“This is basic science. I think it gives a framework for understanding how, once you do have an infection, the toxins are causing the disease,” says senior author D. Borden Lacy, PhD, associate professor of Pathology, Microbiology and Immunology and of Biochemistry.

Like anthrax, diphtheria and botulism, C. diff infection is a toxin-mediated disease. The bacterium actually produces two similar toxins, toxin A and toxin B. But unlike the other infections, there is as yet no vaccine or other treatment that can effectively block C. diff toxins.

Meanwhile, C. diff has become a major public health menace. In 2011, the bacterium caused nearly half a million infections in the United States, and approximately 29,000 people died from intestinal complications, including a form of colitis, within a month of the initial diagnosis.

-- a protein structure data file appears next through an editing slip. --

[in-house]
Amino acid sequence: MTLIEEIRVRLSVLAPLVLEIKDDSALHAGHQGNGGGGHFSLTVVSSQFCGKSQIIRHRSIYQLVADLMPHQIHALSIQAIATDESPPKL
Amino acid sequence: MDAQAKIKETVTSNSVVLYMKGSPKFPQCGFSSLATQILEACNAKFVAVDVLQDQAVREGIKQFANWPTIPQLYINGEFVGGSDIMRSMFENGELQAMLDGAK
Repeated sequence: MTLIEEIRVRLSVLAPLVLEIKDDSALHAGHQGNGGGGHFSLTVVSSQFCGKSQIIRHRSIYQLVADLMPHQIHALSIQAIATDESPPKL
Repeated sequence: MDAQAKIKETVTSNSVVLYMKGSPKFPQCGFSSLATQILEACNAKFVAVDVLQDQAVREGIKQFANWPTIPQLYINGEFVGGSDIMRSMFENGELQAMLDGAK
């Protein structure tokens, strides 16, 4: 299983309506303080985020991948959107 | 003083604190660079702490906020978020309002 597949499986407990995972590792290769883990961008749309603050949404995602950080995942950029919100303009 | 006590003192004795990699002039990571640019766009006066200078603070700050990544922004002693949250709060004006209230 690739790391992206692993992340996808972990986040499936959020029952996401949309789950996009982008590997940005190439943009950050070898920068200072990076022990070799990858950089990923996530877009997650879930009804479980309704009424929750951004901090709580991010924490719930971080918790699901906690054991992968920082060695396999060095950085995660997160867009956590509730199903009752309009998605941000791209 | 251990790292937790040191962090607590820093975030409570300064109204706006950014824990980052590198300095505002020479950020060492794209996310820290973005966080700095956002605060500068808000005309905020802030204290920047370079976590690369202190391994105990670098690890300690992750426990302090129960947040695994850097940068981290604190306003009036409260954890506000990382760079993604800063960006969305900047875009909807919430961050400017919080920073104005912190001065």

In 2012 and 2013, Lacy and her colleagues reported the mechanism by which toxin B kills cells. Earlier this year, they reported the identification of the cellular receptor that binds the toxin.

After binding to their receptors, the toxins are enveloped by an endosome, or tiny vesicle. Through a pore it drills into the cell membrane, each toxin then sends pieces of itself with two enzymatic activities into the cell. The enzymes modify the activity of cellular proteins, ultimately killing the cell.

In the current study, the researchers, led by Lacy’s research assistant, Stacey Rutherford, generated the crystal structure of C. diff toxin A. Benjamin Spiller, PhD, associate professor of pharmacology and of pathology, microbiology and immunology, also contributed to the crystallography.

At Argonne National Laboratory outside Chicago, the researchers bounced a highly focused X-ray of a specific wavelength off the crystal. The resulting diffraction pattern was then converted using computational methods into a model of the toxin.